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Our regular page revealing a trio of lesser known stories from EC1

The Beeb has now filmed its next series of Peaky Blinders, its hit drama about a criminal gang in 1920s Birmingham of that name. It’s due out next year.

The show is a blend of fact and fiction; while mob leader Tommy Shelby (played by Cillian Murphy) is a made-up character, his gangster nemesis, Darby Sabini (played by Noah Taylor), is not. He was from Clerkenwell.

Sabini (real name Ollovia Sabini) was born to an Irish mother and Italian father on Saffron Hill in EC1’s Little Italy in 1888. He became a boxer, then a runner for local bookmakers, which is how his criminal career took off. He made his money in racecourse protection rackets, gambling and nightclubs.

He became a big name in the London underworld when a mob from the Elephant & Castle came to The Griffin pub on Clerkenwell Road (now a stripclub), the HQ of the Sabinis gang. Sabini broke the rival leader’s jaw.

Sabini, who always wore a flat cap and black muffler, and whose signature weapon was a razor blade, moved to Brighton and is said to have been the inspiration for Colleoni in Graham Greene’s Brighton Rock.

The war, rather than the cops, got the better of him in the end. With his Italian heritage, Sabini was interned as an enemy national when it broke out.

In the 18th century, you’d head to Clerkenwell for the best printing, etching, watch-making, enamelling, jewellery-making, you name it. And weaving – this skill was yet another string to the locale’s crafty bow.

The Moorfields area boasted one of the most fashionable and highly regarded carpet-makers of the time. Thomas Moore was described in a well-known book of the time as “an artist”, who “has brought his manufactory of English carpets to such perfection that it far excels the Persian”.

Among his clients was the famous architect and designer Robert Adam. In 1769, Moore was commissioned to make a carpet for the Red Drawing Room at Syon Park in west London, home to the Duke of Northumberland. Not only was it extravagantly detailed in its geometrical pattern (which was based on Roman pavement design) but it was also huge: 10 metres long and 4.5 metres wide.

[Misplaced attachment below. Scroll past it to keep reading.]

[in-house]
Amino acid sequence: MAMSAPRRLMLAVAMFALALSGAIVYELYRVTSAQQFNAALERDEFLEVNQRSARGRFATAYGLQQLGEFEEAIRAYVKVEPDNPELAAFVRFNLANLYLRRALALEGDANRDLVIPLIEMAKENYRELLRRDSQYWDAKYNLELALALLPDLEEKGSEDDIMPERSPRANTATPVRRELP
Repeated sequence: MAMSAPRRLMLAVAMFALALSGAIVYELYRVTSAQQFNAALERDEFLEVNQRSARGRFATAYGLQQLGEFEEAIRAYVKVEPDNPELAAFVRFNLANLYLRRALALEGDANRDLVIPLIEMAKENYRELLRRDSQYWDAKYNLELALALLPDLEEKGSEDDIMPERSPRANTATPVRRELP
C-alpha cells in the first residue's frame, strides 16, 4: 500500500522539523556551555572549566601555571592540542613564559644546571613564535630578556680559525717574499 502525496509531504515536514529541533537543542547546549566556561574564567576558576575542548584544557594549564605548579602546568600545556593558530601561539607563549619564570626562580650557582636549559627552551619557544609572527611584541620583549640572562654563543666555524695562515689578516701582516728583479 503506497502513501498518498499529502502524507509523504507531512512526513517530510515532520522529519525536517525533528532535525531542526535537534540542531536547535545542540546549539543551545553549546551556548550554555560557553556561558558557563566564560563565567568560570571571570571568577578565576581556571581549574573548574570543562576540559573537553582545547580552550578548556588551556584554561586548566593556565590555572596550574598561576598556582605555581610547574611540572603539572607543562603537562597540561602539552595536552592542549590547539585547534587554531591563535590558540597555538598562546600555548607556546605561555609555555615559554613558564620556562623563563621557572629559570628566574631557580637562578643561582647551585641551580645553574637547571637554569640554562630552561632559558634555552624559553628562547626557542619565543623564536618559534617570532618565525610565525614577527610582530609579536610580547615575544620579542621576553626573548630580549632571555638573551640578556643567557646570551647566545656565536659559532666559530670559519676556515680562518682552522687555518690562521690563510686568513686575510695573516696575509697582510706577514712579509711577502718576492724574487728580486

The carpet is still in the room today (complete with Moore’s name and the year it was made woven into a section of the border) and Adam’s sketch for it is now at the Sir John Soane’s Museum.

Moore lived on Chiswell Street, near the Barbican. His factory remained in operation until 1793, when it was sold by his daughter, Jane.

The name “Thomas Hardy” tends to conjure up bucolic images – oak trees, shire horses, hay stooks and the like. But before the author settled in scenic Dorset to write his novels, he spent time in the grubby Big Smoke.

As an apprentice architect in the King’s Cross area, he was assigned, in 1865, the grisly task of exhuming the bodies in the ancient graveyard of St Pancras Old Church, behind St Pancras station. The graves lay in the path of the new Midland train line as it pierced through north London and in the Victorian steam age, nothing stood in the way of progress; the bodies simply had to be moved.

Hardy unearthed a jumble of medieval bones and later wrote a poem (possibly not his best) about his experience: “We late-lamented, resting here, are mixed to human jam/ And each to each exclaims in fear, ‘I know not which I am!’”

In the end, the “human jam” was reburied in a pit close to the church, with a circle of broken headstones forming a jagged crown above it. In the middle of these, Hardy planted a young ash tree, which has grown to form a majestic centrepiece. You can visit the “Hardy Tree”, as it is known, in the grounds of the tiny, ancient church.

There, you can also find the tomb of Sir John Soane and his family, which is said to have inspired Giles Gilbert Scott in his design for the iconic red phonebox.


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